Thirty representatives from indigenous and business associations, youth, academic and farmers organizations, universities and foundations, among others, attended the meeting in Santiago. Participants discussed the challenges of social and territorial cohesion, as well as IDB actions in the field of transportation and access to financing. Like in David, two specialists presented and discussed projects conducted in Santiago.

We learned three lessons from this process:

  1. These meetings contributed to spread the word about our work, and the current development landscape in places and communities where our projects are being conducted.

  2. They expanded civil society’s understanding of the IDB, of governments and the private sector’s work towards sustainable development, while enriching our perspectives with their opinions and knowledge.

  3. The enthusiastic participation of our specialists and CSO representatives was the best tool for measuring the success of the changes made. In fact, multiple associations from other locations in the country requested these meetings.

In accordance with the IDB Group-Civil Society Engagement Strategy, we concluded that dialogues and consultations outside major cities are especially important in countries like Panama. Considering that in recent years high levels of inequality are closely related to greatly-increasing territorial imbalances[1], dialogue and consultation are tools for better assessing population living conditions, more defining policy actions, and consolidating collaborative relationships between different communities.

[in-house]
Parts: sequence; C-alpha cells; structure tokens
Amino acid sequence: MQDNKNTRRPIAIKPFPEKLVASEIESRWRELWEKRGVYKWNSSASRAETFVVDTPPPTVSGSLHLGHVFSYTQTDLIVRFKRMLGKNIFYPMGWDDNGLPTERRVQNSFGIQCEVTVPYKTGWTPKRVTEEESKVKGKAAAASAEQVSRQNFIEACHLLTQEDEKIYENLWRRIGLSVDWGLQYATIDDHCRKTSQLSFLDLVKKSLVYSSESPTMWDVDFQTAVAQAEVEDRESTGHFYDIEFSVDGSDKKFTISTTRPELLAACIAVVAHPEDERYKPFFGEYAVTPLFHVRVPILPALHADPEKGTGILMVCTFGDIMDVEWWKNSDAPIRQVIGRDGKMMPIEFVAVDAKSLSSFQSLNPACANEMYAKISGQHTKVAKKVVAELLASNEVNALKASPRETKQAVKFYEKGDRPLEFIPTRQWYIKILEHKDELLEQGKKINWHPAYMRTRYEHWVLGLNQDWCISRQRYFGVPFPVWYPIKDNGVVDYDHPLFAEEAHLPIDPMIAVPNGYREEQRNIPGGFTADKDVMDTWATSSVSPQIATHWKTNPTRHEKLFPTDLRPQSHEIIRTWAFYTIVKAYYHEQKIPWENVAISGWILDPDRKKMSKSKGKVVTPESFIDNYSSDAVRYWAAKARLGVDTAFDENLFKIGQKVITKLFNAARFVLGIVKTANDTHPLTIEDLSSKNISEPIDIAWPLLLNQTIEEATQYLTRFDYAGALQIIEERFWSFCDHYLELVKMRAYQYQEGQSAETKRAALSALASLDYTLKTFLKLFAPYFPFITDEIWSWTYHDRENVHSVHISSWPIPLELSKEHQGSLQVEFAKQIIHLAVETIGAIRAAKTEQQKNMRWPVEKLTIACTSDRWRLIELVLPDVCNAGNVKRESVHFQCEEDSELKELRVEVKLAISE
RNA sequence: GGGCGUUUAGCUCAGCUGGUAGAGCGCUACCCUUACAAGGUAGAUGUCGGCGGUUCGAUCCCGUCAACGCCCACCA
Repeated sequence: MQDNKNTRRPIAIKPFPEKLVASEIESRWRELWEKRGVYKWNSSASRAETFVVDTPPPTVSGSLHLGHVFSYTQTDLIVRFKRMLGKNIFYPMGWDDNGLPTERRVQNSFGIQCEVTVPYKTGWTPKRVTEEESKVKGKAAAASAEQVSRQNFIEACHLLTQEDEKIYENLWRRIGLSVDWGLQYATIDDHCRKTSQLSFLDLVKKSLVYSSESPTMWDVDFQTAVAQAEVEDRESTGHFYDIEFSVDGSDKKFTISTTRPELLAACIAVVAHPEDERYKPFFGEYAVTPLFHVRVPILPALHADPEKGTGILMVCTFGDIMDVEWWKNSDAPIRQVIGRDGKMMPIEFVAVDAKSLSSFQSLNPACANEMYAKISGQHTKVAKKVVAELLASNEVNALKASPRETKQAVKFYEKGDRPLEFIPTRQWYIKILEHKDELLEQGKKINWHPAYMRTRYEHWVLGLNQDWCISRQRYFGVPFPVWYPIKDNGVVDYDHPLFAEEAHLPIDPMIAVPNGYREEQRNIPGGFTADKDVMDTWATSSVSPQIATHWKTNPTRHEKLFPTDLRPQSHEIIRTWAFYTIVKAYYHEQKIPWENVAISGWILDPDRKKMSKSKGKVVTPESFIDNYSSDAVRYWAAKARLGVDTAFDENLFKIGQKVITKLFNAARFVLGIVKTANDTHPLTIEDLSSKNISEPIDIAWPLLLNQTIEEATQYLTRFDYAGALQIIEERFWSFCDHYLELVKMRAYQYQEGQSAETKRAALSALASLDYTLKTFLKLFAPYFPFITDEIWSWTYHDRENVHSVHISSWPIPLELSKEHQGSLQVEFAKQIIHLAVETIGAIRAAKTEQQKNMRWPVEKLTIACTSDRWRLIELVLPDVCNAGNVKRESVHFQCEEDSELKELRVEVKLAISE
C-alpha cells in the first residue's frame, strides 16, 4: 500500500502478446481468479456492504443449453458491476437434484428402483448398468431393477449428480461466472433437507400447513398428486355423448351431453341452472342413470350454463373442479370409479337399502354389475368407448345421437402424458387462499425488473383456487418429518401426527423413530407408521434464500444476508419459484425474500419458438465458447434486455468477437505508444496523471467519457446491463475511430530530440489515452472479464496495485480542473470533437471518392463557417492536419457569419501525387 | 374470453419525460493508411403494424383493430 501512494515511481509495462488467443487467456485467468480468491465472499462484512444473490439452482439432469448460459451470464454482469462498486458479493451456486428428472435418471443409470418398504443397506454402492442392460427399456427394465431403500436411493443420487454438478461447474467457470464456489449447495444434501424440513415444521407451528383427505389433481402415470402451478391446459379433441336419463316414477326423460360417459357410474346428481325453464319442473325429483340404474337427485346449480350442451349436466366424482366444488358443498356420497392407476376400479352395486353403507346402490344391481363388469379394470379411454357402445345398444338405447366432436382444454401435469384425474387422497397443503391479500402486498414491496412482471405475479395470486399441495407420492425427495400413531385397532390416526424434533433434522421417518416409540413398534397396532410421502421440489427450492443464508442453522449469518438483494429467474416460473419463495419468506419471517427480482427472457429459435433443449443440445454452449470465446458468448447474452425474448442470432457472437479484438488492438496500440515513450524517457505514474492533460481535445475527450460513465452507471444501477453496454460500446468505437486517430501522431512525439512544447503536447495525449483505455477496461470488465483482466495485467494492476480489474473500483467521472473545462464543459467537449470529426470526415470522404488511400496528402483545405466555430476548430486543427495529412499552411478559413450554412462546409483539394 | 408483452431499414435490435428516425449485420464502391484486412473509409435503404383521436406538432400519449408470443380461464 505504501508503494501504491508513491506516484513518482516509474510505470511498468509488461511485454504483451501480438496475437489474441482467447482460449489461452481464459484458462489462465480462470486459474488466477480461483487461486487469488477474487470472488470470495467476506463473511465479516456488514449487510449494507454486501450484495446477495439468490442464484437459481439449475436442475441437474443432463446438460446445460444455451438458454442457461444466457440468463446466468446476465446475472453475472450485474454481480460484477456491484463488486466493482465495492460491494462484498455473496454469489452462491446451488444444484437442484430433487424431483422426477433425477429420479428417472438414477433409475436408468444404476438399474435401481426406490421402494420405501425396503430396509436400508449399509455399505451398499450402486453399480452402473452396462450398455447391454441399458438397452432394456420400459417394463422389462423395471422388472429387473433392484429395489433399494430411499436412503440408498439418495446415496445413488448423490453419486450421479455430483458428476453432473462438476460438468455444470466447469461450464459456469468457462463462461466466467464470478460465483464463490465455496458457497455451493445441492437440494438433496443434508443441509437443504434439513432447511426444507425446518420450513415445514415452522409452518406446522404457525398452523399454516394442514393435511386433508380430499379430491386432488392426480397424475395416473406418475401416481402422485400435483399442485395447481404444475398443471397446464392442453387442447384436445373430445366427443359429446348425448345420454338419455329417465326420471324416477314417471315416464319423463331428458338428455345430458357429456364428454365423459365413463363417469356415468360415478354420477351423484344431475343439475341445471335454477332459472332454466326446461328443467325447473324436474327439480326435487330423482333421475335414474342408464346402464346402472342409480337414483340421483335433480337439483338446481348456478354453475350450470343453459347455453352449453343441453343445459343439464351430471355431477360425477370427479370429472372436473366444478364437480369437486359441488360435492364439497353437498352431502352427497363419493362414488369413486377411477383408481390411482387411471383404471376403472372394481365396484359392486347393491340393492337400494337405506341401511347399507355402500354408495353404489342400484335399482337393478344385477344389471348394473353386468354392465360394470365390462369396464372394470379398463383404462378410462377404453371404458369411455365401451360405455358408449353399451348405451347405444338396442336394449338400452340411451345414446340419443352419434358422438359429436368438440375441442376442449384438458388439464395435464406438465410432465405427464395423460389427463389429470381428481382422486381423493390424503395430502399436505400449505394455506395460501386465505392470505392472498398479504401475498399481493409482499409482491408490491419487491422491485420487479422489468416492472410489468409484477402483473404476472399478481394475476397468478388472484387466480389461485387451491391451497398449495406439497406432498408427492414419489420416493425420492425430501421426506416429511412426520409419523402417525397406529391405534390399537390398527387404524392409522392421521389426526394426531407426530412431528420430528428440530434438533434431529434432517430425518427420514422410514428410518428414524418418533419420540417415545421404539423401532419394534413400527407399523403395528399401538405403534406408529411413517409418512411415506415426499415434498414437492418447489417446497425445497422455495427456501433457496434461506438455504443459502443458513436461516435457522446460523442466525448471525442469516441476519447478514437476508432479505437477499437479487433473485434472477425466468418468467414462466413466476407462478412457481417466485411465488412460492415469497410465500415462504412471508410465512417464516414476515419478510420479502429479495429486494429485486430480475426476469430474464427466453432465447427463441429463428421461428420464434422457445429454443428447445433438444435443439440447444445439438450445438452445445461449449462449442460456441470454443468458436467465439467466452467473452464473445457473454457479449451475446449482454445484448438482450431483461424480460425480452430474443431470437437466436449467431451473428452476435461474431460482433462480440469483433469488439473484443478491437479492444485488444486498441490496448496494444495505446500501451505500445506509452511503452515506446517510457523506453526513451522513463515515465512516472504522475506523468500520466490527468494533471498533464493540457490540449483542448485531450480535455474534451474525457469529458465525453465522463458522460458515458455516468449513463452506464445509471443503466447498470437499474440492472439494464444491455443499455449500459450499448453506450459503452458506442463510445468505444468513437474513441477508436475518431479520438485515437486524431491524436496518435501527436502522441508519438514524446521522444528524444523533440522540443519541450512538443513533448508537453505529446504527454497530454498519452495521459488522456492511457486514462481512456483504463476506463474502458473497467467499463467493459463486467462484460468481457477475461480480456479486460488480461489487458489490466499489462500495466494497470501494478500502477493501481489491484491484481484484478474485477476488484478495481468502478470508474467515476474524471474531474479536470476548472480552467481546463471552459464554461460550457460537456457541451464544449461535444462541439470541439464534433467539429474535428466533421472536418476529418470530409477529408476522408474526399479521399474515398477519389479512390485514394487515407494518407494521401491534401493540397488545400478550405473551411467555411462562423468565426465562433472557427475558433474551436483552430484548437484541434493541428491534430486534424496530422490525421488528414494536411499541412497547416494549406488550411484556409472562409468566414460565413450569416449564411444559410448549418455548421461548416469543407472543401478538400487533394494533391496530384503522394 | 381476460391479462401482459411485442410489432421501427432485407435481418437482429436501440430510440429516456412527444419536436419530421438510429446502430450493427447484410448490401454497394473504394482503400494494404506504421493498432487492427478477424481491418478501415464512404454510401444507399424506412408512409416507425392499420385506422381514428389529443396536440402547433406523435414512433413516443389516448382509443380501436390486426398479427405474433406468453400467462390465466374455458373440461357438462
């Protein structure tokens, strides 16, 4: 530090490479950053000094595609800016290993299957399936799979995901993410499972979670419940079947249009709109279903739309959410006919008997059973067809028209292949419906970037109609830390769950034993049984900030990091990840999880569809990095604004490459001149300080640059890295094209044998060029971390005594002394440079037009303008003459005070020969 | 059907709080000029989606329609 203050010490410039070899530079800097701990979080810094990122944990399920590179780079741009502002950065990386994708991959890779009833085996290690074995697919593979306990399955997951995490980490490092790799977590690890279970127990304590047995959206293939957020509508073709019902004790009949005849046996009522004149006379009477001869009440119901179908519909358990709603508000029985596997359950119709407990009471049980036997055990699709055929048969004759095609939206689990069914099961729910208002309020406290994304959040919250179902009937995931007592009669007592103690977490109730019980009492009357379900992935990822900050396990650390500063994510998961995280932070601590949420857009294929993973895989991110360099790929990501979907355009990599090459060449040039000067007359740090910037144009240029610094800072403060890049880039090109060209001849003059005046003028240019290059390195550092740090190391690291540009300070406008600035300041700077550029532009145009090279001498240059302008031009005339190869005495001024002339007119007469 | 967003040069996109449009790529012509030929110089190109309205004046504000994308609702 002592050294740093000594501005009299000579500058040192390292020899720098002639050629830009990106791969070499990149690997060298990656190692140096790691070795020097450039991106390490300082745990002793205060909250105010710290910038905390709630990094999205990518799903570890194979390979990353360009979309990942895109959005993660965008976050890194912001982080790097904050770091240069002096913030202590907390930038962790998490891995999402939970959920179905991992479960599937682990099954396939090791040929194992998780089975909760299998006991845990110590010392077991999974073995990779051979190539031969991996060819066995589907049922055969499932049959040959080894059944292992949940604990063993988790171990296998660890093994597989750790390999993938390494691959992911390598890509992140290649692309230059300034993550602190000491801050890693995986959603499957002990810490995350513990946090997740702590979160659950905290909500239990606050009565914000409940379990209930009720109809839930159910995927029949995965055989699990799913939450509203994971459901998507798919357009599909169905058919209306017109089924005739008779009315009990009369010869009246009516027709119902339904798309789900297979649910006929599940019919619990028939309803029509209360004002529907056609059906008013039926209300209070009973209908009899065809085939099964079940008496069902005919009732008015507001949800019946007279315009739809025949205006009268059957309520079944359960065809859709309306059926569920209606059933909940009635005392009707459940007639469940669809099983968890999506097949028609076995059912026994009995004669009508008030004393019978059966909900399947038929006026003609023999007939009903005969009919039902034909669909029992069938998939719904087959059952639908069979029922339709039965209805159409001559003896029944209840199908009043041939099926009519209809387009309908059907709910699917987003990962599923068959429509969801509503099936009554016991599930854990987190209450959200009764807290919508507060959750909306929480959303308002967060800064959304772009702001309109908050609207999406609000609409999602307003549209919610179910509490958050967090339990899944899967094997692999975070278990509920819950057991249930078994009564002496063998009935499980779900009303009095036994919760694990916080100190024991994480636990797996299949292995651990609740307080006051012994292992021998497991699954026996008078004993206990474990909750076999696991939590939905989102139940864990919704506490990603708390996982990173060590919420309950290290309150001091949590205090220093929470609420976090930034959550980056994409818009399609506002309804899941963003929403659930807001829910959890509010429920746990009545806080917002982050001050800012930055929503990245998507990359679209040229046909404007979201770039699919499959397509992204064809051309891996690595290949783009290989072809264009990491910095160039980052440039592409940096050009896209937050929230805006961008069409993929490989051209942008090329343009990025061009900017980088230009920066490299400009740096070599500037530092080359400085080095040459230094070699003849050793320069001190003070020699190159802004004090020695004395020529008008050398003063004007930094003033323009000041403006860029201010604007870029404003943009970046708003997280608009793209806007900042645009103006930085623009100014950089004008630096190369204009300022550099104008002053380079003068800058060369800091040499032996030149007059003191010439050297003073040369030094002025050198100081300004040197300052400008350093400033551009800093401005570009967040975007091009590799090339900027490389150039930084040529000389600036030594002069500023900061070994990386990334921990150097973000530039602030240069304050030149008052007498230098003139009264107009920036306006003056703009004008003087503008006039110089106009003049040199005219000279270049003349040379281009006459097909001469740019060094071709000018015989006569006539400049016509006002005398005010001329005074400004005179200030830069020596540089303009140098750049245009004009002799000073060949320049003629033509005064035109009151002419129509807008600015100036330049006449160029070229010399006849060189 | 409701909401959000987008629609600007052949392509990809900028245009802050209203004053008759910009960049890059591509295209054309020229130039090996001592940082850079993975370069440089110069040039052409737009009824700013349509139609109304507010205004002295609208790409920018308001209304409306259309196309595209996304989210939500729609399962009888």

[1] Astudillo, J., Fernández, M., Garcimartín, C. La desigualdad de Panamá: su carácter territorial y el papel de la inversión pública

Verónica Zavala , Jhonatan Astudillo, Carlos Garcimartín

Verónica Zavala , Jhonatan Astudillo, Carlos Garcimartín

Verónica Zavala
Manager of the Department for the Countries of Central America, Haiti, Mexico, Panama and the Dominican Republic, and Country Representative in Panama

Verónica Zavala is the Manager of the IDB’s Department for the Countries of Central America, Haiti, Mexico, Panama and the Dominican Republic. She also serves as the Bank’s Country Representative in Panama since January 2018. A Peruvian citizen, she holds a law degree from the Pontifical Catholic University of Peru and a Master’s in Public Administration from the John F. Kennedy School of Government at Harvard University.


Jhonatan Astudillo
Research Assistant and Civil Society Liaison at the Panama Country Office

Jhonatan Astudillo is an economist and serves as Research Assistant at the Panama Country Office of the Department for CID Countries. Since March 2018, he is also the Civil Society Liaison in Panama. As research assistant, Jhonatan participates in research projects conducted by the department and provides assistance with the preparation of documents related to the country strategy and the assessment of macroeconomic conditions.


Carlos Garcimartín
Country Economist for Panama

Carlos Garcimartín holds a doctorate from the Complutense University of Madrid. He is the Country Economist for Panama at the Inter-American Development Bank. He previously served at the Ministry of Finance in Spain.  He has been a consultant and external advisor for multiple organizations and has taught at several universities.